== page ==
and Googles view on the Hotel Industry and AirBnB
  • publication: 20 June 2016 and Googles view on the Hotel Industry and AirBnB

by Dr. Sjoerd Gehrels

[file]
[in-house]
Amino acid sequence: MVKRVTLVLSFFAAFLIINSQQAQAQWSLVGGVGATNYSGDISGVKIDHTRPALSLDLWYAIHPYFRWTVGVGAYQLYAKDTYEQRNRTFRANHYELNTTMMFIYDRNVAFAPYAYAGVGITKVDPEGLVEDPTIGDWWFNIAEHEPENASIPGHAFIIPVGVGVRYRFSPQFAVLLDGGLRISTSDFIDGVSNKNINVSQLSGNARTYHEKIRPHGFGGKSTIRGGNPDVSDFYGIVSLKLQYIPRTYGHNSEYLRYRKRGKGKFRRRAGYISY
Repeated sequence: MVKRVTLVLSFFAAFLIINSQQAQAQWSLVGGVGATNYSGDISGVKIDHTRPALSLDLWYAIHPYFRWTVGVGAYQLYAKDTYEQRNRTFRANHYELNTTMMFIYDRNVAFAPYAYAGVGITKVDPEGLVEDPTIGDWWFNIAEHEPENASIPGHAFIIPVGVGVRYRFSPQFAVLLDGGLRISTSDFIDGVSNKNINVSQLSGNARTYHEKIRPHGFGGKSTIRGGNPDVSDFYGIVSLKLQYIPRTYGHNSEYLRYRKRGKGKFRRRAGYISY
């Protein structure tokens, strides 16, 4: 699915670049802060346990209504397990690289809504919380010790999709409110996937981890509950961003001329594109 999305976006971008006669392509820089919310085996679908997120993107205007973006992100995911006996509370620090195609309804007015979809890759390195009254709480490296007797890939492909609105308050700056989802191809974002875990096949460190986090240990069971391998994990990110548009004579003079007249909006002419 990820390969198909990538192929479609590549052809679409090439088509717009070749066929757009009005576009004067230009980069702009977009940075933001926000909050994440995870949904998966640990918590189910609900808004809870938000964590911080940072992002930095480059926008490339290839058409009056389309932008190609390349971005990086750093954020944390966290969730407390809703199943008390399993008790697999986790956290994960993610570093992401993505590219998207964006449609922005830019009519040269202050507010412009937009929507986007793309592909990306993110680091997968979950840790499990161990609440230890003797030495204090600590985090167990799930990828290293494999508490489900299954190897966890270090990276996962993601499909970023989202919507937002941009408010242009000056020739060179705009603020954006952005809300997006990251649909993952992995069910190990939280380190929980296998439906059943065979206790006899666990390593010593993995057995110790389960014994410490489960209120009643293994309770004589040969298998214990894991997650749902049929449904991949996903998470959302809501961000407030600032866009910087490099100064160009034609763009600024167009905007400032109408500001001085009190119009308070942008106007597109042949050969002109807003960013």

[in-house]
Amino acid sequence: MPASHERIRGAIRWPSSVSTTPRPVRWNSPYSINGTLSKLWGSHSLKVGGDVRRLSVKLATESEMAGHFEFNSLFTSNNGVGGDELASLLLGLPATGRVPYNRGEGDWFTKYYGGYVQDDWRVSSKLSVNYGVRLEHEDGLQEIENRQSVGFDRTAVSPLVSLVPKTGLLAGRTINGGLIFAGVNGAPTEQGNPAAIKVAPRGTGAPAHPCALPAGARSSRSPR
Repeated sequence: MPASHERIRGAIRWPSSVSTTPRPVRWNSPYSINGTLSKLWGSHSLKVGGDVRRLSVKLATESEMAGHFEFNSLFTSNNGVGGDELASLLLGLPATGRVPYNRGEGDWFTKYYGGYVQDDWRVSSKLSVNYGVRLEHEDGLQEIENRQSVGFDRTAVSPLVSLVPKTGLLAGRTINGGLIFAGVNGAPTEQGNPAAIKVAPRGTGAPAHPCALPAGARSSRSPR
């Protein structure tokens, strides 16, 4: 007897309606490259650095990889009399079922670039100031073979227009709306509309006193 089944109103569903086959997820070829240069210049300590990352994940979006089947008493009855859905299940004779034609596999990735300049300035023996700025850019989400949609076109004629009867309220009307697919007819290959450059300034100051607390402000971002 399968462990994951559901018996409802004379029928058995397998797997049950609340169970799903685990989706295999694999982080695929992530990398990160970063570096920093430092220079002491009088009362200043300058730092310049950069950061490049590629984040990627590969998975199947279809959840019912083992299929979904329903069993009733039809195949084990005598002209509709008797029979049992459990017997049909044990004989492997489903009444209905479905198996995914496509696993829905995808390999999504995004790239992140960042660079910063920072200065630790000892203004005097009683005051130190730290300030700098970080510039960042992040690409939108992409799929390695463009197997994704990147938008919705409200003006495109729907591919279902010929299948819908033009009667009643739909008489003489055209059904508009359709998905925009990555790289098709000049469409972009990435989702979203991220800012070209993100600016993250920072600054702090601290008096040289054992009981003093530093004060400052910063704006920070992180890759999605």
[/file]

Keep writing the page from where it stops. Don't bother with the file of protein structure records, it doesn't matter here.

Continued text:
Earlier this year on ITB Berlin a very interesting session entitled “Hotel distribution platforms are changing and innovating on an ongoing basis. What does this mean for hoteliers, OTAs and technology companies?” chaired by Wilhelm Konrad Weber, Partner, Swiss Hospitality Solutions took place. Terri Scriven, Industry Head Hospitality, Google and Peter Verhoeven, Managing Director EMEA, discussed about how the on-line market is developing. Scriven opened the session by saying 37% of people now book their travel online and of this, 25% comes via an OTA and 12 direct. Google research shows that users access 28 different sites on average when arranging their travel. She also mentioned that people look at their phone 150 times a day on average and 40% of searches happen on a mobile device. Travel is an industry that grows faster than GDP but demand comes from multiple geographical areas so is complex to analyse. Added to that complexity is the fact that users often use multiple devices throughout their search process so multi-channel, multi-device and multi-geography all combine to make analysing and understanding consumer habits challenging. Verhoeven noted that consumers broadly fall into two categories; those that planned and booked a long time before travel and those that booked within 48 hours of travelling. Mobile is the fastest growing direct channel and “investing in mobile is critical”. Both speakers agree on the fact that the days of standing on a mountain top screaming the benefits of a brand are long gone and it’s now about engaging with customers on their level. The channel mix, and  owners and operators constantly asking which channel is most profitable, is crucial. Verhoeven pointed out that needs hotels to be able to operate his OTA and same as Expedia is moving towards being a service provider and not only a distributor. When asked about the role of independent hoteliers, Scriven said she felt OTAs had helped independent hotels and encouraged hotels to ensure their natural and organic search optimisation is up-to-par. She also noted that hotels own a large amount of customer data which can be valuable in connecting with guests and personalising the service. There are major concerns, however, that there is a knowledge gap amongst hotel staff in accurately analysing hotel data in order to analyse behaviour. When asked about future trends, Scriven feels that the various departments in hotels need to be interlinked to avoid silos. All agreed that the channel mix and profitability by channel needs to be properly understood and it should never be forgotten that the customer experience is paramount. Another important reality is that hotel owners and operators own the product and service and so they can focus on the after arrival and before departure section of the customer experience. A joint advice by OTAs and Google is that hotel operators and owners should invest in guest satisfaction and pick their strongest battles, and outsource the rest. An interesting live audience question answered by the panellists, when asked about AirBnB being a competitor or not, and the following discussion can be found on